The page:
No matter how much property you own as a landlord, you will be dealing with people, and often a lot of them. Because of this, you’re bound to run into people that don’t conduct themselves as they should, but what happens when that person is your tenant? Dealing with someone that refuses to pay rent can be a landlord’s worst nightmare, but you have options. Learn what to do when a tenant stops paying rent and won’t leave your property.
Go Through the Necessary First Steps
Before jumping to a severe course of action, you may want to try and take the time to figure out why they’re not paying rent. For many renters, not getting their rent paid on time isn’t on purpose and is due to financial, health, familial, or other life issues. As a landlord, it’s good to have compassion for life’s circumstances and hurdles, and proper communication with your tenants can help bring you an understanding of each other’s circumstances. However, things can quickly become argumentative regarding money, so it may be prudent to conduct this conversation over the phone or in a public space.
Serve Them a Pay or Quit Notice
If you’ve had a conversation with your tenant, they’ve gone past your grace period, haven’t acted on your late rent notice, and they’re still not paying, it’s time to take action. At this point, you should consider sending the tenant a pay or quit notice. A pay or quit notice states that the tenant broke the lease agreement and notifies them that they must pay or leave before you start the eviction process. Typically, this period is three to five days, and the notice should include your intent to evict and how much the tenant needs to pay, including the late fee.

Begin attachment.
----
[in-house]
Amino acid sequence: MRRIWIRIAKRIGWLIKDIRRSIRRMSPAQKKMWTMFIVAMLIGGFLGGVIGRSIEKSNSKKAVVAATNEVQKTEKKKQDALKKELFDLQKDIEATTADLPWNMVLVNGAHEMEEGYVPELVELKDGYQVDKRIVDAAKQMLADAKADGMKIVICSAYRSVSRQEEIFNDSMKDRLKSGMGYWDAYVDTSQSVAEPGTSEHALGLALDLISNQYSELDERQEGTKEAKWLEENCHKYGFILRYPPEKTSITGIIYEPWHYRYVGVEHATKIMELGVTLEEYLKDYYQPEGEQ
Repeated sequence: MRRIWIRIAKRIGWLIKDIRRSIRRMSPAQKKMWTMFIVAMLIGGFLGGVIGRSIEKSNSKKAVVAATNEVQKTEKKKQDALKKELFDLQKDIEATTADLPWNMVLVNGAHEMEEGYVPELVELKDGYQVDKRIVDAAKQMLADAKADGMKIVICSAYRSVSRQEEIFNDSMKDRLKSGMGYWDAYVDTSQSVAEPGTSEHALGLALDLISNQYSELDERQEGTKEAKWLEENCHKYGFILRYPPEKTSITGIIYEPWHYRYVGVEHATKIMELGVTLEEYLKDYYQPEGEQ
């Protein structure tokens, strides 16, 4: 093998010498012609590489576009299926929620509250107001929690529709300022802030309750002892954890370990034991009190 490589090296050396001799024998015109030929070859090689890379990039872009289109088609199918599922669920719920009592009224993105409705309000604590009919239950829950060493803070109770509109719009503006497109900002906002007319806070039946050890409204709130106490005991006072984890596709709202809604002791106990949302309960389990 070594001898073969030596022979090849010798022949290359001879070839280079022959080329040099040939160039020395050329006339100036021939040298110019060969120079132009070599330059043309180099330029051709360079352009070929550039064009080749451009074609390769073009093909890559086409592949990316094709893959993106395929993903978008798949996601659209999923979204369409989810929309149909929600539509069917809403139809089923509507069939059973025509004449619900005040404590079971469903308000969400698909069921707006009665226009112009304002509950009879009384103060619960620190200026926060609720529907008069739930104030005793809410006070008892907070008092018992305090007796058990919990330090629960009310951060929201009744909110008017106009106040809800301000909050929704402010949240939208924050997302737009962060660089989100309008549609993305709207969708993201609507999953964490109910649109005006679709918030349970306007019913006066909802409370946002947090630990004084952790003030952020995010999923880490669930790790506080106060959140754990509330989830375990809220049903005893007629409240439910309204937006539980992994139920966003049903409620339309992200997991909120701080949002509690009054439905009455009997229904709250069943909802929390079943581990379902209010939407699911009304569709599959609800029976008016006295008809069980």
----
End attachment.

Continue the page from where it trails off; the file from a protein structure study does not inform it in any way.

Try the Cash for Keys Tactic
Cash for keys allows you to make a deal with the tenant, negotiating a payment in exchange for the tenant to leave the property. However, this is a slippery slope; if you’re not good at negotiating, you can quickly end up forking over a lot of cash. This method can also end up shooting you in the foot if you don’t get the agreement in writing, have proof of transaction, and don’t conduct a final walkthrough. However, evictions can be expensive, sometimes costing landlords thousands of dollars, so negotiating may be a cheaper option in the long run.
If All Else Fails, Begin the Eviction Process
If none of these tactics prove fruitful, it’s time to start working on eviction proceedings. Unfortunately, the eviction process varies from state to state, so it’s essential to look into your local eviction laws. However, you’ll likely need an attorney to help prepare you for the process, especially if you don’t know the state and local laws.
Knowing your rights as a landlord and what to do when a tenant stops paying rent and won’t leave is a critical step in becoming an overall more professional landlord.